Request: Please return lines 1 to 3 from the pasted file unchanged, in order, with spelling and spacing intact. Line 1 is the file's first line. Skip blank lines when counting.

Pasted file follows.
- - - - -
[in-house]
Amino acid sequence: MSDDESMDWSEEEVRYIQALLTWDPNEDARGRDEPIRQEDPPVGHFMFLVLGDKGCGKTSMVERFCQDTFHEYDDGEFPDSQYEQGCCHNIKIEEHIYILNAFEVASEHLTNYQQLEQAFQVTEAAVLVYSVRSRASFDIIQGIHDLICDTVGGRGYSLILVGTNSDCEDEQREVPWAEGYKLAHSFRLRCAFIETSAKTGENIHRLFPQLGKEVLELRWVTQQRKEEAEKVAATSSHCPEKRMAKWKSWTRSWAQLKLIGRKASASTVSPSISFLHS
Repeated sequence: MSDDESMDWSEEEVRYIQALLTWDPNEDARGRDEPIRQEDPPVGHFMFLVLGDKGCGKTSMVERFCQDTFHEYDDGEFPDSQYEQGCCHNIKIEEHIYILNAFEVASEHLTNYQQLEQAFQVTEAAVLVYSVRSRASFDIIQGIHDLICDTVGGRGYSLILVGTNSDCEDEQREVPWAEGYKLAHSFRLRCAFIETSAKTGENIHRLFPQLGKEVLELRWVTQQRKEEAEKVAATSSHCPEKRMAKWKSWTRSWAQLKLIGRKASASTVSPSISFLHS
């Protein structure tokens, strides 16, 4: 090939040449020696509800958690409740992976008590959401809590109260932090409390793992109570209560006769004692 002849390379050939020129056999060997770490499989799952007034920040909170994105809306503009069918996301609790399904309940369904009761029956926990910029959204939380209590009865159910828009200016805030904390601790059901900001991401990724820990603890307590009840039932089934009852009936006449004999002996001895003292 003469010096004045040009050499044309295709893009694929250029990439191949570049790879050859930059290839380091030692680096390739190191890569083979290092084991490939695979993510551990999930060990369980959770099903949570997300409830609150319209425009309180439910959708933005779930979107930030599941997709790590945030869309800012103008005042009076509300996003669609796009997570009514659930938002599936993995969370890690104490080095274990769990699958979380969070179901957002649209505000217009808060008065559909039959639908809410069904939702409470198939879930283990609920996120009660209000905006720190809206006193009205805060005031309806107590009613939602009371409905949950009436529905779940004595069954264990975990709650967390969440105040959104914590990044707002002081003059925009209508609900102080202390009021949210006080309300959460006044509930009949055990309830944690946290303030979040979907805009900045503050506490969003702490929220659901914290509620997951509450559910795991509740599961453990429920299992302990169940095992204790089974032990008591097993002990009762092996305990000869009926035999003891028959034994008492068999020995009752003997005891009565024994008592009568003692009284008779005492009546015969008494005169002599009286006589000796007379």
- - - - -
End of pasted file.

[in-house]
Amino acid sequence: MSDDESMDWSEEEVRYIQALLTWDPNEDARGRDEPIRQEDPPVGHFMFLVLGDKGCGKTSMVERFCQDTFHEYDDGEFPDSQYEQGCCHNIKIEEHIYILNAFEVASEHLTNYQQLEQAFQVTEAAVLVYSVRSRASFDIIQGIHDLICDTVGGRGYSLILVGTNSDCEDEQREVPWAEGYKLAHSFRLRCAFIETSAKTGENIHRLFPQLGKEVLELRWVTQQRKEEAEKVAATSSHCPEKRMAKWKSWTRSWAQLKLIGRKASASTVSPSISFLHS
Repeated sequence: MSDDESMDWSEEEVRYIQALLTWDPNEDARGRDEPIRQEDPPVGHFMFLVLGDKGCGKTSMVERFCQDTFHEYDDGEFPDSQYEQGCCHNIKIEEHIYILNAFEVASEHLTNYQQLEQAFQVTEAAVLVYSVRSRASFDIIQGIHDLICDTVGGRGYSLILVGTNSDCEDEQREVPWAEGYKLAHSFRLRCAFIETSAKTGENIHRLFPQLGKEVLELRWVTQQRKEEAEKVAATSSHCPEKRMAKWKSWTRSWAQLKLIGRKASASTVSPSISFLHS